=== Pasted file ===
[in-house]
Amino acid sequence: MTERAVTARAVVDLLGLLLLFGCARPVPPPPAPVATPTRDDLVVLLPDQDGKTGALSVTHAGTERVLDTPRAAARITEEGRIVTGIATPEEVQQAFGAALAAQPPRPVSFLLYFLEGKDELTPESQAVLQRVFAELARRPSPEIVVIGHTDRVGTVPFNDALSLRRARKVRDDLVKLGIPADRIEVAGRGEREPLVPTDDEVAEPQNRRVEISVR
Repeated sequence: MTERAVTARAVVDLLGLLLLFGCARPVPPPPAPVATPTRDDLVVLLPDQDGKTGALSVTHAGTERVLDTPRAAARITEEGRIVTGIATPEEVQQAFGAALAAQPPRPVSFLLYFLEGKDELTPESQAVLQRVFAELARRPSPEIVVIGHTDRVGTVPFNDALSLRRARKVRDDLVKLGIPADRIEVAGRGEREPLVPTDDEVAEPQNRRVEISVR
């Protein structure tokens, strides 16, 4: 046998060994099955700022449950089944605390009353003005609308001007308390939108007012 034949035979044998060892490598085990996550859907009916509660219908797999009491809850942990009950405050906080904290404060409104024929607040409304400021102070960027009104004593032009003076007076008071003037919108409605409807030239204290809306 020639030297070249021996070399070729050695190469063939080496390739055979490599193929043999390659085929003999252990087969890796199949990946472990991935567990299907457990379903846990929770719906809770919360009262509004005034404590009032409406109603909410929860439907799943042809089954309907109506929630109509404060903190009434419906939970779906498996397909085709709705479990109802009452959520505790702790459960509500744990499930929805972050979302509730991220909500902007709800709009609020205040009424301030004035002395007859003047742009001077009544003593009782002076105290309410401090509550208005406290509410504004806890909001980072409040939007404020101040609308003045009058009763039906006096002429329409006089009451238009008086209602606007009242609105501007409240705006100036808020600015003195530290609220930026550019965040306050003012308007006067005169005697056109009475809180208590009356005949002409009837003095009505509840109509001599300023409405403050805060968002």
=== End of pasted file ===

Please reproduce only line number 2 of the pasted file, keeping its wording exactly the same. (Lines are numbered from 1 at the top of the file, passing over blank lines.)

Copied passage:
Amino acid sequence: MTERAVTARAVVDLLGLLLLFGCARPVPPPPAPVATPTRDDLVVLLPDQDGKTGALSVTHAGTERVLDTPRAAARITEEGRIVTGIATPEEVQQAFGAALAAQPPRPVSFLLYFLEGKDELTPESQAVLQRVFAELARRPSPEIVVIGHTDRVGTVPFNDALSLRRARKVRDDLVKLGIPADRIEVAGRGEREPLVPTDDEVAEPQNRRVEISVR